I had initially decided to refrain from comment on the Margaret Ritchie affair as a lot of the info seemed to be missing from the debate. Today, for my part anyway, saw a new clarity enter the process.
Poor Ritchie is obviously cracking under pressure and the slap dash approach in which she has handled this affair is all too clear.
There has been some very baseless accusations made and spinning by stoop hacks that Sinn Féin were opposed to Ritchie's decision to stop funding the UDA by way of the CTI contract.
There is no one in Sinn Féin who wishes to see the UDA get any public money, the £1.2 million contract should never have been awarded in the first place. FFS the UDA have killed scores of our party members and even more of our supporters.
However there are rules to be followed and legal procedures that have to be completed in order to revoke the funding legally and I don't believe that Ritchie has complied with those procedures.
As Martin McGuinness has said already, she has lost the run of herself! Her performance on Hearts and Minds is testament to that fact.
The simple facts are thus
At last weeks executive meeting Ritchie agreed to provide the First and Deputy First Minister and the Minister for Finance with a copy of legal advice from the departmental solicitors office on the issue of funding.
As an aside I find it a very clear sign of gross incompetence that she was only receiving legal advice about the implications of withdrawing funding at that stage, despite the fact that the 60 days were almost up.
She also agreed to come back to the executive before making any announcement, she didn't do that.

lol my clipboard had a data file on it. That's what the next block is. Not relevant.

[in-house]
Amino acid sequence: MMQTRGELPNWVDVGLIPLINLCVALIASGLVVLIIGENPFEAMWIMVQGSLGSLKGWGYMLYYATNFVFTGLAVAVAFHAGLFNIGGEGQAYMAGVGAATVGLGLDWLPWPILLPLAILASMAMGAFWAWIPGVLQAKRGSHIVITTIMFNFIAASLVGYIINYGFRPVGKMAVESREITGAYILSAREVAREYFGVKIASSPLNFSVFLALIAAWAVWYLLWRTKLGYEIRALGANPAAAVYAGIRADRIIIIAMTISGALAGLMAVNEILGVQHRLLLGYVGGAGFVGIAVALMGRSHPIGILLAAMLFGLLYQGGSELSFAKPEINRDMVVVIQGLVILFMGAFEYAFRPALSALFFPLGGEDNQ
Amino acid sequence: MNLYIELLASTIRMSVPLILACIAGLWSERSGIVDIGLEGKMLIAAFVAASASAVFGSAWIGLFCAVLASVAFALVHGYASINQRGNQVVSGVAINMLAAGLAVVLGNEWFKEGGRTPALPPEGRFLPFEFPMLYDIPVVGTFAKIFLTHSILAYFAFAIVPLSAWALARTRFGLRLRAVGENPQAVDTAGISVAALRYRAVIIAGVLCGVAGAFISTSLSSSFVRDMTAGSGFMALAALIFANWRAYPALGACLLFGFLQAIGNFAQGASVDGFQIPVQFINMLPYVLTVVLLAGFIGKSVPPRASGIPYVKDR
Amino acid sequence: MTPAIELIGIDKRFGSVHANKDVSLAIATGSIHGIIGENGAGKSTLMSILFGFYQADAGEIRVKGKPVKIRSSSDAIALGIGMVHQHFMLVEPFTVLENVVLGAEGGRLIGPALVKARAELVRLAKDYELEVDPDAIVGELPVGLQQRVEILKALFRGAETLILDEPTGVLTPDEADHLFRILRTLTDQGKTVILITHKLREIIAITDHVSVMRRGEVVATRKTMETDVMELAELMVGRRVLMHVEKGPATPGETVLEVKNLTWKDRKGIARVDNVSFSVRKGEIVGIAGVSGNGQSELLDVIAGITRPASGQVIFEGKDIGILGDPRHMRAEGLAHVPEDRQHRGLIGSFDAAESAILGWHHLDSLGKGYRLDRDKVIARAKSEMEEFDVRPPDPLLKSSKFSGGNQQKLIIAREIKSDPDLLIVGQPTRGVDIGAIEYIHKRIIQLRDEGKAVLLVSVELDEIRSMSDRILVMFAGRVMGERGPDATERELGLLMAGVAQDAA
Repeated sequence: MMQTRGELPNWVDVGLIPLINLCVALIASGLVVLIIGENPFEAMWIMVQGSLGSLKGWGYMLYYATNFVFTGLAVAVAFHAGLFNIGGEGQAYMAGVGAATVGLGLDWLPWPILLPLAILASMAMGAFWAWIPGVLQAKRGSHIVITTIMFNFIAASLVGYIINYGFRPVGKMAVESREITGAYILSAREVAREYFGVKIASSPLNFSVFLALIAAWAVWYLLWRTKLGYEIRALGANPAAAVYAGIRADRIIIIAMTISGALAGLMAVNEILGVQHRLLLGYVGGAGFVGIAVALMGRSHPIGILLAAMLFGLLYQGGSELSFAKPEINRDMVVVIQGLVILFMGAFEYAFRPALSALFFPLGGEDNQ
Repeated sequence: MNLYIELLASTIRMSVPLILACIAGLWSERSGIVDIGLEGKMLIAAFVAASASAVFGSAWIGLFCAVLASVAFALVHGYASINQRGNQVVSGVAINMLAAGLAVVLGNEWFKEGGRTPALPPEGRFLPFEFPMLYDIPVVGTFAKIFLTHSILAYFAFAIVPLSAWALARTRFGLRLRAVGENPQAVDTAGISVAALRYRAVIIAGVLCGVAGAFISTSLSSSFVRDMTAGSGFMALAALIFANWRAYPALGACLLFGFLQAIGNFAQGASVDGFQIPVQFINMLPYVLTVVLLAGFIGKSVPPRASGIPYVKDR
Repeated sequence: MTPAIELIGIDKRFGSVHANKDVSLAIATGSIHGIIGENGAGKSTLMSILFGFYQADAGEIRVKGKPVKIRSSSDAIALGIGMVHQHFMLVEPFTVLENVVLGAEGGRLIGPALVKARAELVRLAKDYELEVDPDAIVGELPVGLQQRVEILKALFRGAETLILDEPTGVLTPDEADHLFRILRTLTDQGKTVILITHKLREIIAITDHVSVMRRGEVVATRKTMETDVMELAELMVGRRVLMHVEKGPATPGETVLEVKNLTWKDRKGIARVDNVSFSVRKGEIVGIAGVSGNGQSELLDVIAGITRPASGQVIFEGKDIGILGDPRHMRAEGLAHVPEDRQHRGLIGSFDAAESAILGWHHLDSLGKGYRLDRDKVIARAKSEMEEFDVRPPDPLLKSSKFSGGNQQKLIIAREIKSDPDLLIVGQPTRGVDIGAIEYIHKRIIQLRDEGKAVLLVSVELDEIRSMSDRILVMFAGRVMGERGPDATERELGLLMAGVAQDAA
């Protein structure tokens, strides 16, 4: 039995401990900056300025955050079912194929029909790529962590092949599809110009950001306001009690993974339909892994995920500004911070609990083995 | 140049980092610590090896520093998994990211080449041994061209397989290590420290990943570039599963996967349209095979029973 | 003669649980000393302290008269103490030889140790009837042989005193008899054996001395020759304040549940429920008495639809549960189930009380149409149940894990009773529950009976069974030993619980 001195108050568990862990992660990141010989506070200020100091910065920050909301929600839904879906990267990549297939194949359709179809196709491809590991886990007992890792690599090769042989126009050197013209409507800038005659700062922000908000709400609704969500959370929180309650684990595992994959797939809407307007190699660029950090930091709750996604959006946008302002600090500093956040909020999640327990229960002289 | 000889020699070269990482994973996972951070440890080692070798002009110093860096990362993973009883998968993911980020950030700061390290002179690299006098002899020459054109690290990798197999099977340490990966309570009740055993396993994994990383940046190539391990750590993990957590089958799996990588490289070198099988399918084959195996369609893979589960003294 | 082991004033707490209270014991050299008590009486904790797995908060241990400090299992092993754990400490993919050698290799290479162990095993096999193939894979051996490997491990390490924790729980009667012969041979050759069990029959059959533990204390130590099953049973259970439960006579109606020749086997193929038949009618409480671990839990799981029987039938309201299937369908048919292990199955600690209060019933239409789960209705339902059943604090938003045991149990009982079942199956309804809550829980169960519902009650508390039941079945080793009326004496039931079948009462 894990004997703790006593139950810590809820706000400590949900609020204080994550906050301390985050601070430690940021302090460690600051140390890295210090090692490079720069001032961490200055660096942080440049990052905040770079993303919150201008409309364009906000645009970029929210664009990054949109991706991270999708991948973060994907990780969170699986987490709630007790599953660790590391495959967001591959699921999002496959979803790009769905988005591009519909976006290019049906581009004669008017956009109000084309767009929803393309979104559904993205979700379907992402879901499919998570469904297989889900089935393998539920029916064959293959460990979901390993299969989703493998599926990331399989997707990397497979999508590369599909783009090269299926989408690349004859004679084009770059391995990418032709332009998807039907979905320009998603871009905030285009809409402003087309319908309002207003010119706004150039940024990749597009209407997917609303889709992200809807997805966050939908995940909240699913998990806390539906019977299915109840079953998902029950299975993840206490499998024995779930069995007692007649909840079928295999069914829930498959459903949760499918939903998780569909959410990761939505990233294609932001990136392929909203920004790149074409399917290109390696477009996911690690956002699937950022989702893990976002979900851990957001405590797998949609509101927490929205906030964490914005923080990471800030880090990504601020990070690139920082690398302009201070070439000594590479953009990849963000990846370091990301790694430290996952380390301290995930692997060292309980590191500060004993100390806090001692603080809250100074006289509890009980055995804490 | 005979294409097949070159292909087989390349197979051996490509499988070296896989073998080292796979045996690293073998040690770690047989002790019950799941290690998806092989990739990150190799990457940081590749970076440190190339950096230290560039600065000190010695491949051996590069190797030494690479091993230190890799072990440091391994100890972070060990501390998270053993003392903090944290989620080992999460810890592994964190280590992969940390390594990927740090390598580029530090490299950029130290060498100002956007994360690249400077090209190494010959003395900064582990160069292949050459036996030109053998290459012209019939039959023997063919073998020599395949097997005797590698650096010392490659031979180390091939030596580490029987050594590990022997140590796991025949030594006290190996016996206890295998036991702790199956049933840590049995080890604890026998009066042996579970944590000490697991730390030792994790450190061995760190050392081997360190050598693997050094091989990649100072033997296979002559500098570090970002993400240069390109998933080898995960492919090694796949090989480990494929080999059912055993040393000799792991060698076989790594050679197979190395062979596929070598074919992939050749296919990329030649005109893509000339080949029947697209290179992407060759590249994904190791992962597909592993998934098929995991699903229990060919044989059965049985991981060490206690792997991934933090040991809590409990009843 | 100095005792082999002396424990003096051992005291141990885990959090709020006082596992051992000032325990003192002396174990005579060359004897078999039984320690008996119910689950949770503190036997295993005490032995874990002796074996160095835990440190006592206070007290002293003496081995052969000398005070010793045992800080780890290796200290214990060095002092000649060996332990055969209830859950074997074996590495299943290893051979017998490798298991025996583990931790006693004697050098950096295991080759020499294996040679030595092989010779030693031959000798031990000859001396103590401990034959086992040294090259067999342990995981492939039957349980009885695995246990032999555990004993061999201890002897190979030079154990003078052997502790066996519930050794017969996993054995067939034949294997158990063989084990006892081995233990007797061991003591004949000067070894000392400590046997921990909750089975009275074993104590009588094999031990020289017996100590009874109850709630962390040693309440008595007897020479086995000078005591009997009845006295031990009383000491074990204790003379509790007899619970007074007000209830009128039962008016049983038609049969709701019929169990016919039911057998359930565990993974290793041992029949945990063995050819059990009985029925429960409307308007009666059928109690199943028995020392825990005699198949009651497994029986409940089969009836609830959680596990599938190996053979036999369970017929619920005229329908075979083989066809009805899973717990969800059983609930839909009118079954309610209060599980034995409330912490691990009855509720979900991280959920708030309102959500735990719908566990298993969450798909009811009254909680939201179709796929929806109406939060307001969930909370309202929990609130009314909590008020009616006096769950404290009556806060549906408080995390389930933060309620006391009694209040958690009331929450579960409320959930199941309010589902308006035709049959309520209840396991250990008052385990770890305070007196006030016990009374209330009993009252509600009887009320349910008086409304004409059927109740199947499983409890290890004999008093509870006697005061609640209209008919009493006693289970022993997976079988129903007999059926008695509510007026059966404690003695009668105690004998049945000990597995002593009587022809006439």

Her version of events are about as credible as Bertie Ahern's Socialist credentials.
1. Legal Advice
She got two pieces of legal advice, both internal and external, in relation to this debacle. When quizzed as to why she sought the second piece of advice, the external advice, she claimed it was for a separate issue of concern.
Now, as anyone with half a brain will tell you Solicitors can offer advice on more than one issue of concern. The only credible reason for her seeking the second piece of advice is because she was unhappy with the first.
This premise is supported by Peter Robinson when he says
"The official legal advice the Minister received not only warned her she was vulnerable to a successful legal challenge but it helpfully set out the process to be followed in order that a lawful decision could be taken on such matters"
When asked if she would make public the legal advice she received in order to clear this up she hid behind the privileged excuse.
She has claimed that the minutes of the last meeting of the executive are fabricated. Aside from the fact that this is a serious allegation and a slur against the head of the Civil Service Nigel Hamilton, Sinn Féin and the DUP both agree that the minutes are a true and accurate account.
Why then, if the minutes were fabricated, did she not raise this issue before now?
She claims that she only received a draft copy yesterday but then admitted that she had knowledge that a draft copy was sent to the departmental solicitors office and the permanent secretary at the DSD last week.
She then tried to claim that Sinn Féin was opposed to her decision and when it was put to her that Sinn Féin supported the move to remove funding from the UDA she claimed that Sinn Féin were opposed to her because
“they voted against..eh..eh..me in..eh…my version of the minutes”
Of course they did because your version was incorrect
3. Briefings against her
The poor woman is claiming that everyone is briefing against her. She has claimed that Sinn Féin, the DUP, the British Government, the US Administration and the NICS have all briefed against her or tried to destabilise her.
She has more paranoia than a church full of Free P's and a bigger persecution complex than Willie Frazer.
I mean, come on Margaret, catch a grip!!!
The simple fact is that Margaret did not follow the agreed procedures or the Ministerial Code in this instance. As a member of the executive she is bound by collective responsibility and she did not heed that responsibility.